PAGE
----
It was said to be an accident, but not by all, and the family and the coroner recognized the act as a suicide. Not long after, LeRoy moved his own family into that very house, we suppose to keep his grieving mother company. But it’s hard to avoid connecting future events with this singular step in a ghost’s footsteps.

In any case, Walker spent much of his childhood in that house. He walked to private school—the Birmingham University School—which was just down the block. He rode the trolley a block or two more down to Five Points, which is just what it sounds like—an intersection of five roads that was perhaps just as much a traffic nightmare then, what with trolleys and horses and a few cars, as it is now, with automobiles waiting impatiently to get over to the University of Alabama at Birmingham campus, to one of the area’s many hospitals, or up over the mountain to the leafy suburbs of the city.

It’s still a busy, bustling part of Birmingham, but the Percy house no longer stands. As I said, these areas—Highland Park and Five Points—lie on the north side of the mountain ridge. On the south, or “Over the Mountain,” mostly-white towns grew up—Homewood, Vestavia and Mountain Brook—and getting up and across was a chore, made on just a few winding roads. In the 1960s, it became a problem that needed fixing, so the Red Mountain Expressway was conceived, a massive cut through the mountain was blasted, and a quick way through was built. In the process, of course, some things had to go, and one of the things that went in the area’s reconfiguration was the Percy mansion.

But it’s not hard to trace still the young Walker Percy’s footsteps, for the main road that he would have walked to school remains in use, and Five Points is still busy with restaurants and bars and a permanent homeless population you are firmly warned, by signs on restaurant doors, not to help. It is best for everyone, they say.

And so here it was that the child studied with the other children of Birmingham elites, studying Latin and history, the third in line of this privileged background. The third in line for what else?

It is a question one can’t avoid, for in early 1929, when Walker Percy was 13, his father died, and this time there was no ambiguity about the cause. 

The question of existence

The family had moved by then, over the mountain, to the beautiful new development called Mountain Brook. Mountain Brook still exists—and flourishes today—having the highest home values and per-capita income in the area, its citizens disparagingly called “Brookies” by some of the rest of us.

The Percy home was—and is—right across from a golf course. The house still stands and is a private residence. Up until his father’s death, Walker had a wonderful childhood there, for he and his friends could have great adventures climbing up the hillside to the woods, exploring caves and old mining leftovers. He still went to the Birmingham University School, often riding his bike up the south side of the ridge and then coasting down to downtown, something only the hardiest bikers attempt today and nothing any self-respecting parent would allow at all.

But there was that day. Walker and his brother were at summer camp when the news came and they were packed on a train and sent back south. His father, who had struggled with depression—to the extent that he had even been a patient at the Mayo Clinic—had shot himself in the head, and was discovered by the housekeeper. As biographer Jay Tolson relates, Mattie Sue was shopping downtown when newspaper boys started yelling the news that a local attorney had shot himself and died. She turned to her friend and simply said, “It’s LeRoy.”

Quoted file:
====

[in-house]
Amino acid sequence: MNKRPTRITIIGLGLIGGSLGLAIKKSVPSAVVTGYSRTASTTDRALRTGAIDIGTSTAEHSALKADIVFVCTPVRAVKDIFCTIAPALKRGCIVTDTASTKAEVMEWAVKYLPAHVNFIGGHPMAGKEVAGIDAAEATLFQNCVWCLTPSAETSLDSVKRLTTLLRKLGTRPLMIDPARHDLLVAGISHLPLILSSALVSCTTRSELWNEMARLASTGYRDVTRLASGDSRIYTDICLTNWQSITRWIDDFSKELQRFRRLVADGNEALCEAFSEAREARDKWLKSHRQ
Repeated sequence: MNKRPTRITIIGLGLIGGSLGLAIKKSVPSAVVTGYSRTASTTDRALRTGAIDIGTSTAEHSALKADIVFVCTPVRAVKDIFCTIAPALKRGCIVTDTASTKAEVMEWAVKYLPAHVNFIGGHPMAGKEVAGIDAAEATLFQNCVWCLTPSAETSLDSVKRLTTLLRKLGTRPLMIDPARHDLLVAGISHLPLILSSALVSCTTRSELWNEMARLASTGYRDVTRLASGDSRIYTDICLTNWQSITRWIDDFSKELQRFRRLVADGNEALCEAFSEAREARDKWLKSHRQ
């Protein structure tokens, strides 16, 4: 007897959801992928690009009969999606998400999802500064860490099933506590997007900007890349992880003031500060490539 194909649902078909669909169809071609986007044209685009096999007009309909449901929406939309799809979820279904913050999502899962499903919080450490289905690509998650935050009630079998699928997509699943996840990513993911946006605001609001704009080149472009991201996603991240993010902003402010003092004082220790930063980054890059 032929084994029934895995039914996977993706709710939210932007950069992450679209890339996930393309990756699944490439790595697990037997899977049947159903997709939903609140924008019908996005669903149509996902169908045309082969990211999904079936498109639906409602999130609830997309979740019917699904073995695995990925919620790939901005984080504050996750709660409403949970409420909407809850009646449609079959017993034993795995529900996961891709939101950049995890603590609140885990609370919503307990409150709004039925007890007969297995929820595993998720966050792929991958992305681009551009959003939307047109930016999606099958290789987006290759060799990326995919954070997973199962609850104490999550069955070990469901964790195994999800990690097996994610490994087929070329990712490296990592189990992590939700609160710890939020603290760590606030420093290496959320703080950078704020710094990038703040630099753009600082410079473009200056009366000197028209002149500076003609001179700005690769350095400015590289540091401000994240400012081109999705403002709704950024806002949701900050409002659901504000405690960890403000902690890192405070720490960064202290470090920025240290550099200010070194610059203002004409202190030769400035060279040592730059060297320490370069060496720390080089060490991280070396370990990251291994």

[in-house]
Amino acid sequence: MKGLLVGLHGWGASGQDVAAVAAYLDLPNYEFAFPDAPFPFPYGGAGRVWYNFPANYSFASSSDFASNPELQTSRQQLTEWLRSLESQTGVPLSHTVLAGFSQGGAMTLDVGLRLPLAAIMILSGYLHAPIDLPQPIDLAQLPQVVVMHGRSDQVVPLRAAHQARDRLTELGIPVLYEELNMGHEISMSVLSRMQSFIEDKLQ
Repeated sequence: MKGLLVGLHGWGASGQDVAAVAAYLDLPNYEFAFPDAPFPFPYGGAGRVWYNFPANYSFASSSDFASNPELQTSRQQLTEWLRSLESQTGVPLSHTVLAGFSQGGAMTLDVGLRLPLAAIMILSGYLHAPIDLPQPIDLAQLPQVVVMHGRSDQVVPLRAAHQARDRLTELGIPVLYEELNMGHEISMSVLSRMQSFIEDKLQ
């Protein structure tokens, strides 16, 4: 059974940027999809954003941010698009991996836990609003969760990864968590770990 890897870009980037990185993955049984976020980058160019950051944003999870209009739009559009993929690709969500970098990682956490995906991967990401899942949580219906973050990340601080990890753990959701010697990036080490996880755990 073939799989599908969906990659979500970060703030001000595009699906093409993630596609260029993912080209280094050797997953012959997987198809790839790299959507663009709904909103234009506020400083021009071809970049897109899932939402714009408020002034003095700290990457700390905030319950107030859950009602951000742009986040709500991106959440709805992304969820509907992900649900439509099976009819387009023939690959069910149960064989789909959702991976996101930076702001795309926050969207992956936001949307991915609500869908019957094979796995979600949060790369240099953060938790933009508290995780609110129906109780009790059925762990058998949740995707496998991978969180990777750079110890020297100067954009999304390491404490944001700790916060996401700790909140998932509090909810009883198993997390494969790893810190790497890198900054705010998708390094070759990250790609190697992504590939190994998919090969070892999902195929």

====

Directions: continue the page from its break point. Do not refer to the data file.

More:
But there is even more to this, more to the mystery of loss, to unanswered questions. For all of the final goodbyes—the funeral, the burial—happened so quickly that it was all over and done before Walker and his brother stepped off the train back in Birmingham. He left one day for summer camp, and after that, his father just disappeared.

We are not finished, though. Soon after the suicide, Walker’s mother took the boys (there were three by then) and moved back home to Athens; two years later, Mattie Sue died. The car she was driving plunged into a stream. Most agreed it was an accident, for Percy’s younger brother, Phin, who survived, was in the car, too, but other explanations inevitably found their way into town gossip. Another of Percy’s biographers, Jesuit Father Patrick Samway, reports that Percy himself wondered if his mother, too, had committed suicide.

In the context of such a heritage, it is easy to see how the question of existence becomes an urgent one. To put it in Percy’s own words, uttered in an almost casual moment of self-revelation to a graduate student at LSU, “I guess the central mystery of my life will always be why my father killed himself.”

The Percys had been living with their famous Uncle Will in Greenville, Mississippi since their father’s suicide, and upon their mother’s death, Will adopted the boys. It was in Greenville, incidentally, that Percy made one of his closest lifelong friends—Shelby Foote, who also grew up to be a writer, most notably of the epic history of the Civil War.

Although Percy worked on the school newspaper in high school and was an astute observer of all that surrounded him, writing was not his first chosen vocation. As an undergraduate at the University of North Carolina at Chapel Hill, he embraced science, majoring in chemistry. He graduated from Columbia Medical School, and, although with diminishing enthusiasm for the profession, intended to be a physician. But while serving an internship in a pathology lab, that plan ended when he contracted tuberculosis.

Unable to practice medicine in the way he had planned, recovering in a sanitarium in upstate New York, then back home in the South, Percy faced yet another crisis, life-threatening on every level. What was he to do?

The decision was a rather astonishing one, as Tolson explains: